12 December 2020
Data Vault 2.0 modelling can support a more agile approach to data warehouse design and data ingestion. Inevitably, this flexibility does come with a heavy burden of complexity.
17 October 2020
Designing good architecture is only half the battle. You also need to be able to communicate your architecture to anybody who is likely to use it.
13 June 2020
One of the more pervasive myths in software development is that naming things is hard.
8 February 2020
Message design in an event-driven architecture can be quite nuanced, especially if you want to achieve any of the benefits of loose coupling that they can be associated with.
14 December 2019
Enterprise messaging patterns are complex beasts that often warrant a common implementation across your endpoints. Should you ever be tempted to roll your own?
6 October 2019
The problem of shared databases is not confined to monolithic systems. A big store of shared state is the guilty secret lurking in many a microservice architecture.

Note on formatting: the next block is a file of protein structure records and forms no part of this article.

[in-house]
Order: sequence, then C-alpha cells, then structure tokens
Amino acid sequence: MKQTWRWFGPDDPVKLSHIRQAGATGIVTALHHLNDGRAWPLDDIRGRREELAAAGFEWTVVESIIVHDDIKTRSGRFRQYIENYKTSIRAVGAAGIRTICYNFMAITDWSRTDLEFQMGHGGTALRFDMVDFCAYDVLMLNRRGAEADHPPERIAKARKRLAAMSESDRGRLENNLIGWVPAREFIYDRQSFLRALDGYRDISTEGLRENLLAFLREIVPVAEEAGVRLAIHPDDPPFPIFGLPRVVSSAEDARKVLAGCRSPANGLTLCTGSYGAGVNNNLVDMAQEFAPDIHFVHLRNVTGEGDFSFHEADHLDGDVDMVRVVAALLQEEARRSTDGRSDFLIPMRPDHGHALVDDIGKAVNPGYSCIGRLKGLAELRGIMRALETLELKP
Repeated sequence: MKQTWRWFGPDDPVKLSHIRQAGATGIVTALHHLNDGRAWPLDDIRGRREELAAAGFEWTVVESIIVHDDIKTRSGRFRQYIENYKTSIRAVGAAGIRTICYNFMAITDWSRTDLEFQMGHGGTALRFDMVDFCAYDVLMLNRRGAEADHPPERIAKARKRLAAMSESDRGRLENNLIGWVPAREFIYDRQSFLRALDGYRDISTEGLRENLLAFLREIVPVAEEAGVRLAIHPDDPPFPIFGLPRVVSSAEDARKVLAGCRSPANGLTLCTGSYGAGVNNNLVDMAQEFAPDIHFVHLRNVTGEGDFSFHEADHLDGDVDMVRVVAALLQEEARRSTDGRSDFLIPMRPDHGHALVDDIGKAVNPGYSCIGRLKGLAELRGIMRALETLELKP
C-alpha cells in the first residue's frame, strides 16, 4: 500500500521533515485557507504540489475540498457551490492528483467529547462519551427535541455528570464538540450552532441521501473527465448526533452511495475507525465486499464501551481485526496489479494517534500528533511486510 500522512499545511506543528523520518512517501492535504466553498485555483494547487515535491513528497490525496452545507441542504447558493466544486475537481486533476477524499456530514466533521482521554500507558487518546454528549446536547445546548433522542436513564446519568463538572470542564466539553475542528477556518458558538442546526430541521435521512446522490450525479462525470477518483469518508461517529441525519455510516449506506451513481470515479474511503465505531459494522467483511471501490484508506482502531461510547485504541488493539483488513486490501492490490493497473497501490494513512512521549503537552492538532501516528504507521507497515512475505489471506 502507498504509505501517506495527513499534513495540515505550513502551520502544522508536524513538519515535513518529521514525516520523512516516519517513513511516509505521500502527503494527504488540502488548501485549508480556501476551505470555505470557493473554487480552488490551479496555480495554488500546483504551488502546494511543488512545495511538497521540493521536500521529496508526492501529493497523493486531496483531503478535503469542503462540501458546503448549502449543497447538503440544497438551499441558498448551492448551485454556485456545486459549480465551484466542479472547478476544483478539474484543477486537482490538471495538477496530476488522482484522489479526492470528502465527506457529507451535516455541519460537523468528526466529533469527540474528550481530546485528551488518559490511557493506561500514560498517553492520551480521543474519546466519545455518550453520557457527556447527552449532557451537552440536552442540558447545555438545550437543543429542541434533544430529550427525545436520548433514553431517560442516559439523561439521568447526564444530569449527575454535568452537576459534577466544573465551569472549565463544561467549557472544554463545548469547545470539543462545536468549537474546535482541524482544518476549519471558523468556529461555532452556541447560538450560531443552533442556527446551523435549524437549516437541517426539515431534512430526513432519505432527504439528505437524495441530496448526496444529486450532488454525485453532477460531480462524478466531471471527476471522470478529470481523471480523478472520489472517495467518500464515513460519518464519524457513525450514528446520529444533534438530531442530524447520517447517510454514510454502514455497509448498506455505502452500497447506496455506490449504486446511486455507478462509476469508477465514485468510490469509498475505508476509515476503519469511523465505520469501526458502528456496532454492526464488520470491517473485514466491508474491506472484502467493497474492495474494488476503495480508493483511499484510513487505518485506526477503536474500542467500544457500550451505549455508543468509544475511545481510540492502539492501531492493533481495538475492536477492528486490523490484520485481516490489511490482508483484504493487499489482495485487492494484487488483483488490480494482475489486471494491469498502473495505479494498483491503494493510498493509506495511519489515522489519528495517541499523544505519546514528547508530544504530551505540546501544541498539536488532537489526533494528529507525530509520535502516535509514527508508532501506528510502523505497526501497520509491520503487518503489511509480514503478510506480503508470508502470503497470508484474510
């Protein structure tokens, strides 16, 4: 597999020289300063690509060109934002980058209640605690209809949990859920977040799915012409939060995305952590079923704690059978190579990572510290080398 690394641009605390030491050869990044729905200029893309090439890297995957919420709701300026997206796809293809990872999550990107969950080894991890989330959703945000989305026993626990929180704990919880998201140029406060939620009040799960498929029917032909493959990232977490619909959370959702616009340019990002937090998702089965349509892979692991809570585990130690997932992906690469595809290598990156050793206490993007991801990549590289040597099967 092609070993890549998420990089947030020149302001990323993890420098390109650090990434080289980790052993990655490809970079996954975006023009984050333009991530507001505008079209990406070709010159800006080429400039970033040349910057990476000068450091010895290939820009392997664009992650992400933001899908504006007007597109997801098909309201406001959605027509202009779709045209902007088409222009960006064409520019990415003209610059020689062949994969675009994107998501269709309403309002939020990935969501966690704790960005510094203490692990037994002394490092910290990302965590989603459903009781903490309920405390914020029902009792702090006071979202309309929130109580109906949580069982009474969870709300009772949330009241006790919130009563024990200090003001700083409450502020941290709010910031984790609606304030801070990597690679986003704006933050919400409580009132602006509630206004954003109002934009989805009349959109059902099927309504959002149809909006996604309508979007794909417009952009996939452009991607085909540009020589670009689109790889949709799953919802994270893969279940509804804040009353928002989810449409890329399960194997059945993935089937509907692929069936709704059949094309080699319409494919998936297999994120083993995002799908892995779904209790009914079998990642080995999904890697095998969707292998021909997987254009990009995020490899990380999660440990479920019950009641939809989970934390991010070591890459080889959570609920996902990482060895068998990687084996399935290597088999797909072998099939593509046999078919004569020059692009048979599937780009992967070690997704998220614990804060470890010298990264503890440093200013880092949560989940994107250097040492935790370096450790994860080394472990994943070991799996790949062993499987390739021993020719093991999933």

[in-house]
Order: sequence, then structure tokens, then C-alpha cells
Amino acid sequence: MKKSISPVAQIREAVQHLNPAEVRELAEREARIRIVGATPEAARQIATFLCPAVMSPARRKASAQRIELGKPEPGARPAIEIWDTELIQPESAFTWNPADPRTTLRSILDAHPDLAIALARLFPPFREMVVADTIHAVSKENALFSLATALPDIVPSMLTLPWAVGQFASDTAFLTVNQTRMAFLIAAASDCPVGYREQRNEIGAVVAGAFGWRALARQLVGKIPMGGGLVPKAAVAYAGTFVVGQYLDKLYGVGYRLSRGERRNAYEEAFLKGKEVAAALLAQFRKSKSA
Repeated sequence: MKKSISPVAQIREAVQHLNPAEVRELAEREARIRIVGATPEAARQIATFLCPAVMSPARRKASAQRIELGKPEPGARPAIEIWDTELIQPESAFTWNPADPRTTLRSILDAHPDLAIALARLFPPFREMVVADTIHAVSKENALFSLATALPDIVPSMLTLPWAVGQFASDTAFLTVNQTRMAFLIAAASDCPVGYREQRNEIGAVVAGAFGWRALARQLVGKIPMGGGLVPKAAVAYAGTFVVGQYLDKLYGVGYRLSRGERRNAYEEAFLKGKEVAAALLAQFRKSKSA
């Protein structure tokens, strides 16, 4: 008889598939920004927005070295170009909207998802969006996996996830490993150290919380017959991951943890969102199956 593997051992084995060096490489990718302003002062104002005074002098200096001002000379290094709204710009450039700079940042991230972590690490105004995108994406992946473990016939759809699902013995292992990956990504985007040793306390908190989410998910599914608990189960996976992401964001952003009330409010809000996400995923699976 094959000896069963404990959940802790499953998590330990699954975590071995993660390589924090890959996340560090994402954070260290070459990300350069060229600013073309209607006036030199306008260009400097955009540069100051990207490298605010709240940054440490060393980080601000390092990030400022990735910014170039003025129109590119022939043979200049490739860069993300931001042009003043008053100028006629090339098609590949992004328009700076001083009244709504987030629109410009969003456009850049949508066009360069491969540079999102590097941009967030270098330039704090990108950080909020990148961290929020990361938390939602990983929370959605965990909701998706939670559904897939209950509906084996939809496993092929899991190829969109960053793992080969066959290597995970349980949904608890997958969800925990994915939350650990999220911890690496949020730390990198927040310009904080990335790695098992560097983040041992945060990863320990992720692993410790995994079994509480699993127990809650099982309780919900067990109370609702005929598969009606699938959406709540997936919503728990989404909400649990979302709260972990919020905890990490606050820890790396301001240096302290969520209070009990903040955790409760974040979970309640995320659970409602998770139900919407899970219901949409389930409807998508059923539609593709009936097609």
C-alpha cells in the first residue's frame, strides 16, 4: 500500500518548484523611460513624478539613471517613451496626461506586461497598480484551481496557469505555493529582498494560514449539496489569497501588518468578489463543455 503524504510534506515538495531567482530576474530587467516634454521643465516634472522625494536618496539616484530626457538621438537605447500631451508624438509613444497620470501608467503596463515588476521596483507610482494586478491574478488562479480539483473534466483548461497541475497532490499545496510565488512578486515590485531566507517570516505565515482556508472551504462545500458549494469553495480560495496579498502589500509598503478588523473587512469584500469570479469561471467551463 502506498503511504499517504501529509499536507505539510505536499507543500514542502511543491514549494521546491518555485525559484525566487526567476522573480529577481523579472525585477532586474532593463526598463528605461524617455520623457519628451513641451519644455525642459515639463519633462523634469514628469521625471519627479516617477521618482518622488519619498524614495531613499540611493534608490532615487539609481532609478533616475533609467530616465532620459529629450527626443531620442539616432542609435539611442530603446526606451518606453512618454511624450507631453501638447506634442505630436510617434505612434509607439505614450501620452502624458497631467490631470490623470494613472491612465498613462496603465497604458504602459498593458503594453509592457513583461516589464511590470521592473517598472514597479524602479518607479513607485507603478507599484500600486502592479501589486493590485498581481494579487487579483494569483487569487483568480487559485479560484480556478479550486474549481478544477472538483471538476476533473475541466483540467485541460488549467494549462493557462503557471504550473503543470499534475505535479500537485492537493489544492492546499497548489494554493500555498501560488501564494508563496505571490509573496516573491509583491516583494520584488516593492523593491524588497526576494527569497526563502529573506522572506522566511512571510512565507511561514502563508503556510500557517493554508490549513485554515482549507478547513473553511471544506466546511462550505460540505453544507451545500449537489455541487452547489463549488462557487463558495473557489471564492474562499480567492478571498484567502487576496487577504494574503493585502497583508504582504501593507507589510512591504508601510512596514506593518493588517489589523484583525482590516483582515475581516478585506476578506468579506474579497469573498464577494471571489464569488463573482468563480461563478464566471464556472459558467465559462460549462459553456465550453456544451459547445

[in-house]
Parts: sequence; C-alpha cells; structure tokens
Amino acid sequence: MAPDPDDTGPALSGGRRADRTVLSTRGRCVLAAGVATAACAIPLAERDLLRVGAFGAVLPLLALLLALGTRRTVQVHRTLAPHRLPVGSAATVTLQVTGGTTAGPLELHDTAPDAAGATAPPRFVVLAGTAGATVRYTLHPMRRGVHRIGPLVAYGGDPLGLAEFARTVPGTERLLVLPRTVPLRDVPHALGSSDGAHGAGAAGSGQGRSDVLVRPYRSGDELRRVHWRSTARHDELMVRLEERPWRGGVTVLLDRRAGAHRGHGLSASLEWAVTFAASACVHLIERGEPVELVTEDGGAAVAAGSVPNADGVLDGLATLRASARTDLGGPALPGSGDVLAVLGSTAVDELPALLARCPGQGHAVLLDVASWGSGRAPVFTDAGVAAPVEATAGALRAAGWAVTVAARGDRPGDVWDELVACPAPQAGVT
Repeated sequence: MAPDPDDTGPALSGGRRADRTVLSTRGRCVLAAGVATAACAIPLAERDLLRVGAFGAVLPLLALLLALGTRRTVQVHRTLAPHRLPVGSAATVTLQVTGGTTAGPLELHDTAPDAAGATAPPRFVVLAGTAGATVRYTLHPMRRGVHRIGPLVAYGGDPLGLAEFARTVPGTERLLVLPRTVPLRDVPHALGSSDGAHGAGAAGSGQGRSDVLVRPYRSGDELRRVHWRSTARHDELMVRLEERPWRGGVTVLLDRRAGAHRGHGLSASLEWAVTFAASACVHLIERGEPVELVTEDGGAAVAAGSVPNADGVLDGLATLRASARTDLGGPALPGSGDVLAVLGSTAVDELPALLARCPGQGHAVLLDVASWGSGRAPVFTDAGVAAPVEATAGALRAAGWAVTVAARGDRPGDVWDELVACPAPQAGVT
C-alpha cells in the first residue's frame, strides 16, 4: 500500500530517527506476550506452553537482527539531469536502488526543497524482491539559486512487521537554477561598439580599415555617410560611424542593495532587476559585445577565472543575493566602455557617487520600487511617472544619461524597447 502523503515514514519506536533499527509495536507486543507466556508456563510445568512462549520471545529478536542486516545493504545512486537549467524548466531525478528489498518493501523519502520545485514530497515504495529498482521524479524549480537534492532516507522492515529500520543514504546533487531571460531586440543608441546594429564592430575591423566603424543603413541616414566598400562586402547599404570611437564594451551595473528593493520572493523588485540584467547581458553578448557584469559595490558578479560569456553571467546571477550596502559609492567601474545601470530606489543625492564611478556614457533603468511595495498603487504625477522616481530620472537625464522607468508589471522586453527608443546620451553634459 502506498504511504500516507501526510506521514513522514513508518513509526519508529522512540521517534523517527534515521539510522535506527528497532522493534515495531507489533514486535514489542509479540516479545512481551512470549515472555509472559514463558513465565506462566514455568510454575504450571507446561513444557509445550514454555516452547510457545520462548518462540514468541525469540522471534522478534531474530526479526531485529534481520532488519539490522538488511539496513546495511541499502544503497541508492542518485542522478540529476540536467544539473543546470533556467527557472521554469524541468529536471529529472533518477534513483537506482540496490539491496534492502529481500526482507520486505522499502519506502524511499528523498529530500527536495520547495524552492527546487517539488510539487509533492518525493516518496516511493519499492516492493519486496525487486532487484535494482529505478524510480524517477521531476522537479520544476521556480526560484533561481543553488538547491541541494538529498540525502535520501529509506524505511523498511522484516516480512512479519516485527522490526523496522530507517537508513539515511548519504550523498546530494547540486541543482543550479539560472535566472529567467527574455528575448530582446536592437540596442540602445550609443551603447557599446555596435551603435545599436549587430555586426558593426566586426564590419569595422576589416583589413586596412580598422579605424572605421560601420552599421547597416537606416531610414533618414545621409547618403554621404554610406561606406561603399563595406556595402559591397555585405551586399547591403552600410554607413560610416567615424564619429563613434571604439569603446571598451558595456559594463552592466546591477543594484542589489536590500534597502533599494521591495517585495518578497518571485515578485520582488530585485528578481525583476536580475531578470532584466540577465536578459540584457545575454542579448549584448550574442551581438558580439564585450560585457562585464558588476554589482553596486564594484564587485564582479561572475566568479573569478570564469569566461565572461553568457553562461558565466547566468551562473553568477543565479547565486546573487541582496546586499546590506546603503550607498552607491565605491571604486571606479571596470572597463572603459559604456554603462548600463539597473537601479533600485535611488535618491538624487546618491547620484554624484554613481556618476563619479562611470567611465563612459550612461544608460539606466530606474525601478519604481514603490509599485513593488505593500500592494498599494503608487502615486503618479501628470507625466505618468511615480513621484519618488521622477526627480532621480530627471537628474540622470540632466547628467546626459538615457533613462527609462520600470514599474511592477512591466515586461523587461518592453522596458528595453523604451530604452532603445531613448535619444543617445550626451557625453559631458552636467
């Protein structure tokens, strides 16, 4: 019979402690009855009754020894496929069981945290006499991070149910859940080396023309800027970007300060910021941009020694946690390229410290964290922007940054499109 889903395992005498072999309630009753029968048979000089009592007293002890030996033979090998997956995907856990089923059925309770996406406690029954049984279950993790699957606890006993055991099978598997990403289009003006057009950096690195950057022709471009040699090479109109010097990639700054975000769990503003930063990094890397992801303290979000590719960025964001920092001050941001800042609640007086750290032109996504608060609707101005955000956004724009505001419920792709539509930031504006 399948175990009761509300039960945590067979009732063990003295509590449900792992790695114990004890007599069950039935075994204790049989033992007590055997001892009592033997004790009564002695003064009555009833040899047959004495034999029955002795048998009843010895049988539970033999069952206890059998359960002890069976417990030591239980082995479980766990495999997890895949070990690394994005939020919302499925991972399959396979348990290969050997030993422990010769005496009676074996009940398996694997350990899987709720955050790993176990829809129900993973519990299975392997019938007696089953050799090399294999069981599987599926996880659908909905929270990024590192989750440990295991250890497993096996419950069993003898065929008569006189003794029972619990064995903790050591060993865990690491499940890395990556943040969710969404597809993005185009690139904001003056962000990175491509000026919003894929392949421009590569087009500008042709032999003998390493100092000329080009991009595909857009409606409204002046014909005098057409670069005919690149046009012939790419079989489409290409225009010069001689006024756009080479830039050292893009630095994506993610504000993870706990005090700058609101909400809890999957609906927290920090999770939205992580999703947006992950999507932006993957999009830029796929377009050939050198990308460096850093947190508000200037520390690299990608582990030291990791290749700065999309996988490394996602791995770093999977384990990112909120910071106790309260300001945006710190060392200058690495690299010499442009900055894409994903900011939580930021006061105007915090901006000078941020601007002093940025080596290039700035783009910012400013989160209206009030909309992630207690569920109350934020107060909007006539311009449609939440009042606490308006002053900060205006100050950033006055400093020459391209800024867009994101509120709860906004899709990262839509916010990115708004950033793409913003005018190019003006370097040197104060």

24 May 2019
People tend to see architectural change as a big transactional effort, so if any mistakes are made they tend to be huge mistakes. It is better to focus on delivering smaller changes that can demonstrate incremental value.
6 January 2019
When you are identifying service boundaries, it’s not enough to consider the domain model alone. There are other, more pragmatic concerns to bear in mind.
27 November 2018
ArchUnit is a java library that provides a fluent API for creating self-testing architectures via unit tests. A similar library can be written for .Net Standard that acts on compiled assemblies rather than raw code.
12 October 2018
Event-driven integration can improve the scalability, resilience and scalability of distributed applications… but this does depend on the design of your event messages…
12 August 2018
Twelve factor apps provide a methodology for building apps that are optimised for modern cloud environments. It’s only been achievable in the Microsoft world since the advent of .Net Core.
29 July 2018
It’s easy to get caught up in unrealistic notions that you can re-write a legacy system or gradually decompose it. There are other, more pragmatic approaches that can help to modernise architectures and enable new development.